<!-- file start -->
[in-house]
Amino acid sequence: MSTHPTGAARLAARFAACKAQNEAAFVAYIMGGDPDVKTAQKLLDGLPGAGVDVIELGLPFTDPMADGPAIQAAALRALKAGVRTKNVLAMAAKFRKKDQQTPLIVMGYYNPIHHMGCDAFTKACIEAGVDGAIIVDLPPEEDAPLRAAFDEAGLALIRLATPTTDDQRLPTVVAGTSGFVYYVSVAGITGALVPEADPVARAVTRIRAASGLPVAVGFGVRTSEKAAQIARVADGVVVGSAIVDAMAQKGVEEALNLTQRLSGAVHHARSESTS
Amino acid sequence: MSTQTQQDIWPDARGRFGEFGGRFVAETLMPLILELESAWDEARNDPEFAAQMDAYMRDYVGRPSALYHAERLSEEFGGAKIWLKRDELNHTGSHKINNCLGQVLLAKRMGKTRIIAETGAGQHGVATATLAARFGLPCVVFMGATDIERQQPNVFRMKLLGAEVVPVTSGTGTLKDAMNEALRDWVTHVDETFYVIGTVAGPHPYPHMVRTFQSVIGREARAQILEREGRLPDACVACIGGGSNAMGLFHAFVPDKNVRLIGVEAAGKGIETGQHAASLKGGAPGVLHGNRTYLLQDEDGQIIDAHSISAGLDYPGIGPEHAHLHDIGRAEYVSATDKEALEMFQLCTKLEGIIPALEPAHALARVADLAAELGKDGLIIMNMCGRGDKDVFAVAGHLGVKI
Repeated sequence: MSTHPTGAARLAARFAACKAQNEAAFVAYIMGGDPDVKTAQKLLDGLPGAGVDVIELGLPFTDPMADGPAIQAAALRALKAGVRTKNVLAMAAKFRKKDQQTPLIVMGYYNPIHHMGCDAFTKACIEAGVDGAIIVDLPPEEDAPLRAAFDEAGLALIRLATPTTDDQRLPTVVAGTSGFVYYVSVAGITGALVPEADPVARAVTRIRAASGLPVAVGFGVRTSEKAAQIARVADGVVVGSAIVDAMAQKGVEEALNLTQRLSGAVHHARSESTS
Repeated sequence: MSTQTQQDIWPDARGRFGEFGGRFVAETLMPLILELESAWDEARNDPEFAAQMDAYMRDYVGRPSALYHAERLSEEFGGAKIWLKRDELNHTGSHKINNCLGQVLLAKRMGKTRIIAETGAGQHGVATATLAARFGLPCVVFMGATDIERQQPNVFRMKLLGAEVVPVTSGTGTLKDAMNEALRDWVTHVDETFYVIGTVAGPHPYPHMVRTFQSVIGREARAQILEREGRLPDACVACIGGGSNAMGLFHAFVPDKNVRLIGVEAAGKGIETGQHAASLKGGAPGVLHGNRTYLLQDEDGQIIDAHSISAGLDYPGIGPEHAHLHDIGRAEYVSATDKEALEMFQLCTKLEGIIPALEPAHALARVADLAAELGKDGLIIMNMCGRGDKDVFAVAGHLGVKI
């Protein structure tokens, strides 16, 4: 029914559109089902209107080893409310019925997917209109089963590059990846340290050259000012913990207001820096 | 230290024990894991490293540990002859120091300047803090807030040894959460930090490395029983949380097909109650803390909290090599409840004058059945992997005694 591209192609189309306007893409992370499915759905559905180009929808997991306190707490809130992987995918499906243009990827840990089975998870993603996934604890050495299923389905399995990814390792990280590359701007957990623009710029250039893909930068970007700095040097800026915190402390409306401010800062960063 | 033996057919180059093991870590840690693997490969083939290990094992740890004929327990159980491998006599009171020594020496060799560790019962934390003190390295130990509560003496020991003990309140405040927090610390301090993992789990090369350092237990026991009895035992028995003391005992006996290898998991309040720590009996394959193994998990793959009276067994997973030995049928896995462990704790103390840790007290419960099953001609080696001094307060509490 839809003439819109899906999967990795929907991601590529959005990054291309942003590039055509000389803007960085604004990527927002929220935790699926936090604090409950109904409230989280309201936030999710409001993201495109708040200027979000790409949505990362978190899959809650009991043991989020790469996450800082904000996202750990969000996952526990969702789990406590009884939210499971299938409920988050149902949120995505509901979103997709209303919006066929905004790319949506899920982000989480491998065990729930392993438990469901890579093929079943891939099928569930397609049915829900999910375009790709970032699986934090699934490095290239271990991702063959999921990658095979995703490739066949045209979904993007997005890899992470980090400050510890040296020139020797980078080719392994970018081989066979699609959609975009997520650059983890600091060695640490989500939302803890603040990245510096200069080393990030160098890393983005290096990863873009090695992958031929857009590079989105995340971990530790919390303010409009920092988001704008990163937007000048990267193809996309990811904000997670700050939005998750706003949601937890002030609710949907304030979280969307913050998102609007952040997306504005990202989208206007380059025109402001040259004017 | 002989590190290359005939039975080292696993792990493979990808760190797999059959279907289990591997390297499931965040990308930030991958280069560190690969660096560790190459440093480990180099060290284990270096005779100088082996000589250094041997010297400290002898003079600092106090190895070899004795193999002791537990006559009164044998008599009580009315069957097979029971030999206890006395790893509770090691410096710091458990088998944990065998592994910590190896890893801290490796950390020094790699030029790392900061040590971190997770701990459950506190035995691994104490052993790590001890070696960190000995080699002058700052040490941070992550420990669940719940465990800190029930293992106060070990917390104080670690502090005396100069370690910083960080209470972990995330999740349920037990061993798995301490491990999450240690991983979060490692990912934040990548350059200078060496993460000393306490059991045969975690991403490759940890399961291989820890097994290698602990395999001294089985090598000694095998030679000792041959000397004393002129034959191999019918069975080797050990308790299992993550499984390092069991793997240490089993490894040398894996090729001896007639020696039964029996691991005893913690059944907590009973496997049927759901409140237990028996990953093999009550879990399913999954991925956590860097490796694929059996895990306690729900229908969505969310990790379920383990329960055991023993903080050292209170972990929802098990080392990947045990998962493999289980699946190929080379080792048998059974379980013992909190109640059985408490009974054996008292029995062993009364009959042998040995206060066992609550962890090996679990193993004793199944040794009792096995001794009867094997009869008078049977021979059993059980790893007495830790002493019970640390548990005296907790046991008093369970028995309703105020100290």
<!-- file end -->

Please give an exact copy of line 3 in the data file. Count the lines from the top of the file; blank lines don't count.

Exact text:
Amino acid sequence: MSTQTQQDIWPDARGRFGEFGGRFVAETLMPLILELESAWDEARNDPEFAAQMDAYMRDYVGRPSALYHAERLSEEFGGAKIWLKRDELNHTGSHKINNCLGQVLLAKRMGKTRIIAETGAGQHGVATATLAARFGLPCVVFMGATDIERQQPNVFRMKLLGAEVVPVTSGTGTLKDAMNEALRDWVTHVDETFYVIGTVAGPHPYPHMVRTFQSVIGREARAQILEREGRLPDACVACIGGGSNAMGLFHAFVPDKNVRLIGVEAAGKGIETGQHAASLKGGAPGVLHGNRTYLLQDEDGQIIDAHSISAGLDYPGIGPEHAHLHDIGRAEYVSATDKEALEMFQLCTKLEGIIPALEPAHALARVADLAAELGKDGLIIMNMCGRGDKDVFAVAGHLGVKI